Essential Oils: Methods of Procurement
Historically, the importance of essential oils for medicinal and ritual purposes, as well as for medicine, is immeasurable. Let's take Ancient Egypt for example. To extract oils from plants, the Egyptians would squeeze the plant material in fine linen held on a frame at one end and twisted at the other end by a group of people. Various plant materials were also steeped in oils and fats of different kinds which when solid were formed into balls or cones and often used as hair decorations. In the heat of the sun, these would slowly melt and would then drip down the braided hair, conditioning the hair and perfuming the air.
Nowadays, most essential oils are extracted by steam distillations, employing heat and pressure to release drops of oil from the plant with the goal of isolating the essential oil molecules from the plant material. Distillation of the oils is an art and requires judging the correct combination of heat and pressure of the steam and the length of time the plant material undergoes the treatment. Each type of plant requires different conditions of extraction. Well-known byproducts of the distillation process include orange blossom, rose, and lavender.The water from which the oil has been separated in the distillation process becomes soaked with the fragrance of the oil and is sold under the name of "hydrolats" or "hydrosol" deriving from the French hydro for "water."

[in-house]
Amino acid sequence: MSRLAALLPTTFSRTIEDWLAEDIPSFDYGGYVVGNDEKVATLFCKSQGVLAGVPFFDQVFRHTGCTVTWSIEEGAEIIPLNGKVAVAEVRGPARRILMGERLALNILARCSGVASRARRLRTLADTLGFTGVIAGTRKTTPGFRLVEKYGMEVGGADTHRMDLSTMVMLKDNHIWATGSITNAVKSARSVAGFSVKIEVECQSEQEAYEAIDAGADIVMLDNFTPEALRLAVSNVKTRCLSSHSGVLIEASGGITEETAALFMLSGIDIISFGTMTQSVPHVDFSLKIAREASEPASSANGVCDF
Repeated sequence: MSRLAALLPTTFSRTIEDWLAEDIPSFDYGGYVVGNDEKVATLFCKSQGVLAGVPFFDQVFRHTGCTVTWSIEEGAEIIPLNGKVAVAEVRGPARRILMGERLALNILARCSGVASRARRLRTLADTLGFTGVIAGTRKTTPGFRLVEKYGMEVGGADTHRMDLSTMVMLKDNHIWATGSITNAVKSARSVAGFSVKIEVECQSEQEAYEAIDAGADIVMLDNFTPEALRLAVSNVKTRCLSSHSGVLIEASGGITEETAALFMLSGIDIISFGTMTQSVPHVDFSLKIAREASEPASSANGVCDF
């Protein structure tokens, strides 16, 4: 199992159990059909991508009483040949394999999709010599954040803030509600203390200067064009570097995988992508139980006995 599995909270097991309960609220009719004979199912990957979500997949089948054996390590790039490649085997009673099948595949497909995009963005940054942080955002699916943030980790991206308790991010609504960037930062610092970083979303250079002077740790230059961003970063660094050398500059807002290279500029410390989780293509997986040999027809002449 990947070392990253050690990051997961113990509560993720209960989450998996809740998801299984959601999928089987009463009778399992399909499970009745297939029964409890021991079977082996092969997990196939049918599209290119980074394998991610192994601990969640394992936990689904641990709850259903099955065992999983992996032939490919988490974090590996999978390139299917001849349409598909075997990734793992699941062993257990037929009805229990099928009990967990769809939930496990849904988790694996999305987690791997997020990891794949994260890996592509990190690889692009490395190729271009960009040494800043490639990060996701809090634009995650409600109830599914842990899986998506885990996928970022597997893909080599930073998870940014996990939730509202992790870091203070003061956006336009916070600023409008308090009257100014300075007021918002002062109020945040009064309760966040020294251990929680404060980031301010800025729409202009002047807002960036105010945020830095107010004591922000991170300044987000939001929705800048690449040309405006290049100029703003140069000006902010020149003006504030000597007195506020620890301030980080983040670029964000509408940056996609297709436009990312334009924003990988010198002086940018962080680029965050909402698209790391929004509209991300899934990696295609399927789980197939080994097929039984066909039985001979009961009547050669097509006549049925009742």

Another method of extracting essential oils is called "enfleurage". This is a labor-intensive, time-consuming process involving immersing the flower petals in fat so that the fat pulls the essential oil from the petal and becomes saturated with it. The fat and essential oil are then separated. The fats generally used today are vegetable fats such as cocoa butter or coconut. Enfleurage is still used in some places for extracting the essential oil from delicate flower petals and is typically very costly. Maceration is a variation of enfleurage involving the use of a liquid fat or oil heated to a temperature of over 60 degrees F. The material of origin may be flowers, leaves, and/or twigs.
Another method, known as "expression", is used to extract essential oils from the oil sacs present in fruit rinds. Orange, lemon, bergamot, mandarin, and tangerine are examples. In the past, this method was extremely time-consuming but today it is done by machines.
"Solvent extraction" is often employed for gums and resins, among other plant materials. Since this method involves the use of petrochemicals through which the essential oils are filtered, reputable aromatherapy companies often avoid essential oils and absolutes produced with petrochemicals.